Rougé, C., Reed, P. M., Grogan, D. S., Zuidema, S., Prusevich, A., Glidden, S., Lamontagne, J. R., and Lammers, R. B.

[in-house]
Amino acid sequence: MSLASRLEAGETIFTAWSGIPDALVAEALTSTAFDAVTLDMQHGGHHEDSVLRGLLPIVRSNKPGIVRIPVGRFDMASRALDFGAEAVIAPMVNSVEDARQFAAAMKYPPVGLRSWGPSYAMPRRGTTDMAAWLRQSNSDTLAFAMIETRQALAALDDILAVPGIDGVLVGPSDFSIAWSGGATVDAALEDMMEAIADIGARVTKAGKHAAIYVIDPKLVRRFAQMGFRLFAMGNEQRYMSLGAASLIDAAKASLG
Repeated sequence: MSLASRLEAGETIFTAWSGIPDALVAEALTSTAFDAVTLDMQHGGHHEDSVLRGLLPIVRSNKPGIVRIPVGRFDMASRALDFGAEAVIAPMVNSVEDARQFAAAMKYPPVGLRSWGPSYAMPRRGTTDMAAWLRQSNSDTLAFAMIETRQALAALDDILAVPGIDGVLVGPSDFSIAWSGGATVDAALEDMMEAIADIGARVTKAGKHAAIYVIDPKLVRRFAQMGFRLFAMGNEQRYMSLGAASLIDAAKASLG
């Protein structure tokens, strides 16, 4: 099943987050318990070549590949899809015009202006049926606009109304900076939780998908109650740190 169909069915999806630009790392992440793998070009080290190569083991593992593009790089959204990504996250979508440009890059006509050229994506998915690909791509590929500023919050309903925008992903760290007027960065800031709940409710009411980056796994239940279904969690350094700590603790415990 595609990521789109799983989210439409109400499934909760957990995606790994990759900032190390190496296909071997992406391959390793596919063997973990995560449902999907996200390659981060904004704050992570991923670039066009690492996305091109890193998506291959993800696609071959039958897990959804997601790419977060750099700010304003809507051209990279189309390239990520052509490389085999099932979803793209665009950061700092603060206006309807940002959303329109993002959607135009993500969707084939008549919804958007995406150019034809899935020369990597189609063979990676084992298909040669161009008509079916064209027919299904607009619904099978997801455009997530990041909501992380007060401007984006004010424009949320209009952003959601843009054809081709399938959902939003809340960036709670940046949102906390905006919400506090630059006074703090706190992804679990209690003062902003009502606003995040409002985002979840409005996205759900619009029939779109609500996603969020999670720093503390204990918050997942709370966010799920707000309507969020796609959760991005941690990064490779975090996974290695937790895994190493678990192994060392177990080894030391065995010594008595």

Major multi-reservoir cascades represent a primary mechanism for dealing with hydrologic variability and extremes within institutionally complex river basins worldwide. These coordinated management processes fundamentally reshape water balance dynamics. Yet, multi-reservoir coordination processes have been largely ignored in the increasingly sophisticated representations of reservoir operations within large-scale hydrological models. The aim of this paper is twofold, namely (i) to provide evidence that the common modeling practice of parameterizing each reservoir in a cascade independently from the others is a significant approximation and (ii) to demonstrate potential unintended consequences of this independence approximation when simulating the dynamics of hydrological extremes in complex reservoir cascades. We explore these questions using the Water Balance Model, which features detailed representations of the human infrastructure coupled to the natural processes that shape water balance dynamics. It is applied to the Upper Snake River basin in the western US and its heavily regulated multi-reservoir cascade. We employ a time-varying sensitivity analysis that utilizes the method of Morris factor screening to explicitly track how the dominant release rule parameters evolve both along the cascade and in time according to seasonal high- and low-flow events. This enables us to address aim (i) by demonstrating how the progressive and cumulative dominance of upstream releases significantly dampens the ability of downstream reservoir rules’ parameters to influence flow conditions. We address aim (ii) by comparing simulation results with observed reservoir operations during critical low-flow and high-flow events in the basin. Our time-varying parameter sensitivity analysis with the method of Morris clarifies how independent single-reservoir parameterizations and their tacit assumption of independence leads to reservoir release behaviors that generate artificial water shortages and flooding, whereas the observed coordinated cascade operations avoided these outcomes for the same events. To further explore the role of (non-)coordination in the large deviations from the observed operations, we use an offline multi-reservoir water balance model in which adding basic coordination mechanisms drawn from the observed emergency operations is sufficient to correct the deficiencies of the independently parameterized reservoir rules from the hydrological model. These results demonstrate the importance of understanding the state–space context in which reservoir releases occur and where operational coordination plays a crucial role in avoiding or mitigating water-related extremes. Understanding how major infrastructure is coordinated and controlled in major river basins is essential for properly assessing future flood and drought hazards in a changing world.